They’re in my house. They’re in my car. They’re following me to the store. Of course, I’m speaking of the Pokémon who inhabit the world of Pokémon Go, the augmented reality game that has invaded the lives of smartphone owners all over the world since its general release July 6. Seemingly overnight — actually, faster than overnight — Pokémon Go has schooled the world on the power of augmented reality, a technology that is expected to support a $120 billion market by 2020. Thanks to Pokémon Go, it might be time to raise that dollar figure and speed up the adoption timeline.
With Pokémon Go, you use your smart phone to play a game of discovery and battle with Pokémon from the video and card game that Nintendo made popular in the late 1990s. Thanks to augmented reality, Pokémon can seemingly pop up anywhere as you view the real world through your phone screen, including your own bathroom or your backyard. Your job is to catch them, train them, and prepare them for battle with other teams (in designated spots called gyms, which correspond with public places in the real world that you can find by getting out of the house and exploring with your phone as your guide). At locations called Pokestops, you can collect supplies and goodies to assist in your quest to find and train the Pokémon on your own team. As you capture harder-to-find Pokémon and win battles, you level up.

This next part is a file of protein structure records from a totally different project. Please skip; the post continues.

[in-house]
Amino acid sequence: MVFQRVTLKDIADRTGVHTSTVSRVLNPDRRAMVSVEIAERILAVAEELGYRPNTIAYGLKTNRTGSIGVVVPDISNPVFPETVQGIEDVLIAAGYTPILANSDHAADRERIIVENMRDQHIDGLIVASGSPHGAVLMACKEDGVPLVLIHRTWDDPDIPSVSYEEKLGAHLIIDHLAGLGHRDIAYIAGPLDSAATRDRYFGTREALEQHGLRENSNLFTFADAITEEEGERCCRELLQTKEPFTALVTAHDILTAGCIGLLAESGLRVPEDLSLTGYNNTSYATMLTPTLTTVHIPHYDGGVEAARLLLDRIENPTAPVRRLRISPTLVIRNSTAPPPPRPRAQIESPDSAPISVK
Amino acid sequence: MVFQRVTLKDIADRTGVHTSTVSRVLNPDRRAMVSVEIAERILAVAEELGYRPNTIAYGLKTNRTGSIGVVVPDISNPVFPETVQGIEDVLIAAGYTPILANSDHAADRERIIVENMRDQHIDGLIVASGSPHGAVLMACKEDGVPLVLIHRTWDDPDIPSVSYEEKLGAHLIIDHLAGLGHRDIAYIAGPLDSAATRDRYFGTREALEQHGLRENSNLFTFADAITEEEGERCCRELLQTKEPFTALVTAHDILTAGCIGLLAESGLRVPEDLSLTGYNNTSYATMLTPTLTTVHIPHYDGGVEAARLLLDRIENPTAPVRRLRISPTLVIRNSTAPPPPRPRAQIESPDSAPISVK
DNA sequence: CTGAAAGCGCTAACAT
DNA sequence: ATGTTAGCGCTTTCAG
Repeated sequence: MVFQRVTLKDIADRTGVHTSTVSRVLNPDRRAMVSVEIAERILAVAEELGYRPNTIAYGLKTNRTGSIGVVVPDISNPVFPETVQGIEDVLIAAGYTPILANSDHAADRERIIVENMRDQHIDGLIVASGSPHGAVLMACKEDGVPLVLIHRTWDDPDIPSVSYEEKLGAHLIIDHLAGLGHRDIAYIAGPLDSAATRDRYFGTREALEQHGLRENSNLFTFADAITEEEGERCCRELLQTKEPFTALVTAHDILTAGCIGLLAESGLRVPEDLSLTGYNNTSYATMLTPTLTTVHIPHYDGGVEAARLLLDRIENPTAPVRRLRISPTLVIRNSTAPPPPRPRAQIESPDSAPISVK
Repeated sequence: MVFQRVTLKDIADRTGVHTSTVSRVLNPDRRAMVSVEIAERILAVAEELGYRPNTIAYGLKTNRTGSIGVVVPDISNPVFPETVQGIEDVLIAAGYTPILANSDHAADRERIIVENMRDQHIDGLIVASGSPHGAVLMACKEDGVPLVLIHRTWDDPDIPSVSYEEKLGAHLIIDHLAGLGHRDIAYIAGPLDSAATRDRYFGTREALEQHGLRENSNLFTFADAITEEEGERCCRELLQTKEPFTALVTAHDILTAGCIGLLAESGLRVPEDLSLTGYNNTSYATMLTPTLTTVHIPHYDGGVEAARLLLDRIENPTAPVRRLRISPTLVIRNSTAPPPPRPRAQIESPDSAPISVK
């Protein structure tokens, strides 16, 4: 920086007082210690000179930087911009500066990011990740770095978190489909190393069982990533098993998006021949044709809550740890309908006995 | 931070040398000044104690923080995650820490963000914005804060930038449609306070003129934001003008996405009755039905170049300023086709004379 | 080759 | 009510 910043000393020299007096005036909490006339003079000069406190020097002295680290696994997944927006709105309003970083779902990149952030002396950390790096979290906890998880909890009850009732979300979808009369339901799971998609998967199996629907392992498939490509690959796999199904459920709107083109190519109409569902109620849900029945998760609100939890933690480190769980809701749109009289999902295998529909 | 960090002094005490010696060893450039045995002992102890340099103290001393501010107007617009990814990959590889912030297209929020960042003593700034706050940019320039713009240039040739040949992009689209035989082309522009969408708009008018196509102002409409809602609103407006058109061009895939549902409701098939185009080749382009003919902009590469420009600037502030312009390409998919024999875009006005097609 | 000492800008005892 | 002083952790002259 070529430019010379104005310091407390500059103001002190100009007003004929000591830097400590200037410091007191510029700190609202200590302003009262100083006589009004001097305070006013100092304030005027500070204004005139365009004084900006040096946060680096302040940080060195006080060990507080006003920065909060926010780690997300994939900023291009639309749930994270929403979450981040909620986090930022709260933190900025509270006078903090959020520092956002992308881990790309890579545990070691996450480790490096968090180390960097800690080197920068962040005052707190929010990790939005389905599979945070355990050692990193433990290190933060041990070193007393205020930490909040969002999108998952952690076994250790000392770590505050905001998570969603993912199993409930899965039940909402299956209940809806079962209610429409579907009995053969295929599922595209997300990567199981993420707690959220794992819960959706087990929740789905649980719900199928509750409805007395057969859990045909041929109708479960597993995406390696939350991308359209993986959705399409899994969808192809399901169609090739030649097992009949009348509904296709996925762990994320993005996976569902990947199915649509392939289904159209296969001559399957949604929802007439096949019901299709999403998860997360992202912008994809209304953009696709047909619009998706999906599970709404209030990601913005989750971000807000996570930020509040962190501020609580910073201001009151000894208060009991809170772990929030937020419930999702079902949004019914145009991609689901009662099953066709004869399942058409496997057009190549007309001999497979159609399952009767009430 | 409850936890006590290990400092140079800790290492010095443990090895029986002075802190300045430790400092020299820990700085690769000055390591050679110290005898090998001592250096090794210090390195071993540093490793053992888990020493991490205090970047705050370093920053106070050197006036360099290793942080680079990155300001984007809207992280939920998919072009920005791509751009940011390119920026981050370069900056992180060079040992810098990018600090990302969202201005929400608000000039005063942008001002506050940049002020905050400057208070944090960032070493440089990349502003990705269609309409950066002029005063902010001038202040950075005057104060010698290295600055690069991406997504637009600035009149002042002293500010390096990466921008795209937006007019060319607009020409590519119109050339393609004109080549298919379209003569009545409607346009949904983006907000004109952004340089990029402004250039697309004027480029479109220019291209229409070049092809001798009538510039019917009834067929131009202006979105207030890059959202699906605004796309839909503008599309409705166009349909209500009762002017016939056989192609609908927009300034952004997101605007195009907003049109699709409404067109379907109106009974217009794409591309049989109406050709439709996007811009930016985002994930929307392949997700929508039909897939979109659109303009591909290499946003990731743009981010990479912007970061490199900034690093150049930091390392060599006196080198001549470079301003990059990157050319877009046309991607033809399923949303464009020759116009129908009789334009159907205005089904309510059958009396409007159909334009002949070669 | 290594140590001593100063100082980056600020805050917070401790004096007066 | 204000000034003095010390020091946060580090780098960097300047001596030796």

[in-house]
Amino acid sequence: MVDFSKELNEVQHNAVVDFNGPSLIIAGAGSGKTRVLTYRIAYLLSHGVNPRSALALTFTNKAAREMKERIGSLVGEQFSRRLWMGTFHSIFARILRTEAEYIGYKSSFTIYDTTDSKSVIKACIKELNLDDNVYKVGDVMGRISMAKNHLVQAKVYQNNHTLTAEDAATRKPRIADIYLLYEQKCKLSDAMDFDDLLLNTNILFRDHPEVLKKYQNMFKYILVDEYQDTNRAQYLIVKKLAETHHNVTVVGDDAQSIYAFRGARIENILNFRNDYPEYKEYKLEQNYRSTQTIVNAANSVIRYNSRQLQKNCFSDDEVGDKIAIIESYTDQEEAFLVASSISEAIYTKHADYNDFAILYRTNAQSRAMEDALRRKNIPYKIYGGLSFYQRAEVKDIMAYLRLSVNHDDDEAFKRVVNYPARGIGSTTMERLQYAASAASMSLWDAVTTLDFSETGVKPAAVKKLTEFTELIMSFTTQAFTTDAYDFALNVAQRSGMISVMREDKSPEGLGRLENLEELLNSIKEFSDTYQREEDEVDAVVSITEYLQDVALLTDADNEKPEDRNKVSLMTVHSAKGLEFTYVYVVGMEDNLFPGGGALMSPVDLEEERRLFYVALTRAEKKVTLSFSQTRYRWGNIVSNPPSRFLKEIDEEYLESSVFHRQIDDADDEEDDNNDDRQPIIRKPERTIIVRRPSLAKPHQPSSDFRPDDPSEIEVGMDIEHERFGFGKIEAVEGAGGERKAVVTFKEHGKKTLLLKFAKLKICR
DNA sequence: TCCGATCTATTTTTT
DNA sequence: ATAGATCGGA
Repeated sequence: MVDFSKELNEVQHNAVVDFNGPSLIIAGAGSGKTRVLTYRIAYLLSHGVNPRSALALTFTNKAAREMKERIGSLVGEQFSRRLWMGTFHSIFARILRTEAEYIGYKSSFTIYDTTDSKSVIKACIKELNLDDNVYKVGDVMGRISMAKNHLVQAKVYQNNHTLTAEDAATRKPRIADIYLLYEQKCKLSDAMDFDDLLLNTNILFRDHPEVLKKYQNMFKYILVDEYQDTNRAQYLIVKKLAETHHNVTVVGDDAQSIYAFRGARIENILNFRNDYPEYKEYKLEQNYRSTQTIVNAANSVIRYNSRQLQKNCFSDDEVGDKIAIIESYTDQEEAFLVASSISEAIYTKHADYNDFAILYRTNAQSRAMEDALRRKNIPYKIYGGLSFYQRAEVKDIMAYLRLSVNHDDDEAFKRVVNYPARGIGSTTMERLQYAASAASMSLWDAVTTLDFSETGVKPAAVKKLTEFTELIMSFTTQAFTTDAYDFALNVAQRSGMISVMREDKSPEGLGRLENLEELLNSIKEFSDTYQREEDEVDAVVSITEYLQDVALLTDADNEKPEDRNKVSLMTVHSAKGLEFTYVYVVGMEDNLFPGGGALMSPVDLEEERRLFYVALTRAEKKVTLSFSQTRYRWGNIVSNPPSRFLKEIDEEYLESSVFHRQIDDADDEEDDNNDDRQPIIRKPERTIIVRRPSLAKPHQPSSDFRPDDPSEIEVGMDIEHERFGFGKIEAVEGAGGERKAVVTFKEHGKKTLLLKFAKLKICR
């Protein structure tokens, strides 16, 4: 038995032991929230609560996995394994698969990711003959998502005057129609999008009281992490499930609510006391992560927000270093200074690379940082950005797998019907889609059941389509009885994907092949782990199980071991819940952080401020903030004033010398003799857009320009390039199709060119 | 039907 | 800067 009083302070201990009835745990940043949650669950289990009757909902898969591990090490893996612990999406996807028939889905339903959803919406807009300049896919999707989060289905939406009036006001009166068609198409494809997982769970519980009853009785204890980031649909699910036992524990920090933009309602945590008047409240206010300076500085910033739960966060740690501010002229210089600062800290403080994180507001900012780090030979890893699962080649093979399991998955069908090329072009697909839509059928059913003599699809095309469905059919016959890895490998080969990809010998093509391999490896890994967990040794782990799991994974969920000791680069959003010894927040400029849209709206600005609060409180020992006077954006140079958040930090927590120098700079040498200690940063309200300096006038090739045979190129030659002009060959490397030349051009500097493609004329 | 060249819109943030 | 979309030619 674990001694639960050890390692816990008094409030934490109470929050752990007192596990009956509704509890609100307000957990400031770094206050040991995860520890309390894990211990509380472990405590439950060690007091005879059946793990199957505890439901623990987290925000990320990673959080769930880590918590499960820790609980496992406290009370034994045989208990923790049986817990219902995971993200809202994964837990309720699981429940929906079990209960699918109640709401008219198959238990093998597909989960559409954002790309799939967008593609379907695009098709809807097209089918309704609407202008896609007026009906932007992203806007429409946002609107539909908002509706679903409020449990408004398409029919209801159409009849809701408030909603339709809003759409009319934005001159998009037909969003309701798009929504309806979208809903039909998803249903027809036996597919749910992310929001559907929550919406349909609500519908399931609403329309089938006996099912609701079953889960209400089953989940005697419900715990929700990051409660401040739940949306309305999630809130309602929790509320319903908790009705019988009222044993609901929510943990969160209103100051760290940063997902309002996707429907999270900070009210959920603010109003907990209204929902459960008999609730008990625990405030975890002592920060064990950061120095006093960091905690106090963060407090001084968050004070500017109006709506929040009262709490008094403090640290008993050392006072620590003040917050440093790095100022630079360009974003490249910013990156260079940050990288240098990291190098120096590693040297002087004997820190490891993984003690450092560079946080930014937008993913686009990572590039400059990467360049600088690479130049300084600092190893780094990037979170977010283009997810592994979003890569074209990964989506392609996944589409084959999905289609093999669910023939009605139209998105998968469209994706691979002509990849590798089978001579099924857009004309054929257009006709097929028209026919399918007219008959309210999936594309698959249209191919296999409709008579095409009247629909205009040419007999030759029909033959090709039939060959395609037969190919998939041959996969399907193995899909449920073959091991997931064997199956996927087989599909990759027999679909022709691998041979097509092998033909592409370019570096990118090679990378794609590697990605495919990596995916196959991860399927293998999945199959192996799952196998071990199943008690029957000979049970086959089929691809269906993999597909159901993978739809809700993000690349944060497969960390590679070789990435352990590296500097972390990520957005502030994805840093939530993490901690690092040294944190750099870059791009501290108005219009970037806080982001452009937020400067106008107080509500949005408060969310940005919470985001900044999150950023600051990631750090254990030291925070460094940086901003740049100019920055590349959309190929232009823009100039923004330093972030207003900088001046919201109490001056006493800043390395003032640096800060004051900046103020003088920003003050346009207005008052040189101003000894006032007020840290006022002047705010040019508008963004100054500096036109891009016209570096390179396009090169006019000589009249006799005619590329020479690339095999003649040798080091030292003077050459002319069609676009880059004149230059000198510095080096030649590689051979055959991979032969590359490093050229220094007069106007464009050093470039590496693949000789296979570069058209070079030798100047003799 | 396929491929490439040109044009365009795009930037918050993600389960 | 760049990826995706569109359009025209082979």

Since the game’s release, I have spent some time playing the game with my daughter, Marion, and friends. I’ve wandered around the town I live, Downers Grove, Illinois, jumping up and down in excitement on public streets while I’ve experienced the thrill of capturing Pokémon. Here’s why I think Pokémon Go resonates:
The Game Rocks for Pokémon Fans and Nonfans
First off, Pokémon Go is flat-out fun for both fans of the legacy Pokémon game and people who know little about Pokémon. The experience has all the elements of an enjoyable game, such as questing, play, skill testing, winning points, challenging others, leveling up, and joining teams. Both single players and multiplayers can enjoy it, and you can keep a session going for as long as you have the app open, which is crucial to creating player engagement.
Marion and I are not really conversant in the ways of Pokémon, but we play games on occasion, and it was easy for us to get the appeal of Pokémon Go straight off. Learning the rules is pretty easy — which is essential for me, as I have zero patience for games with complicated instructions — and yet achieving points is challenging enough to keep your head in the game.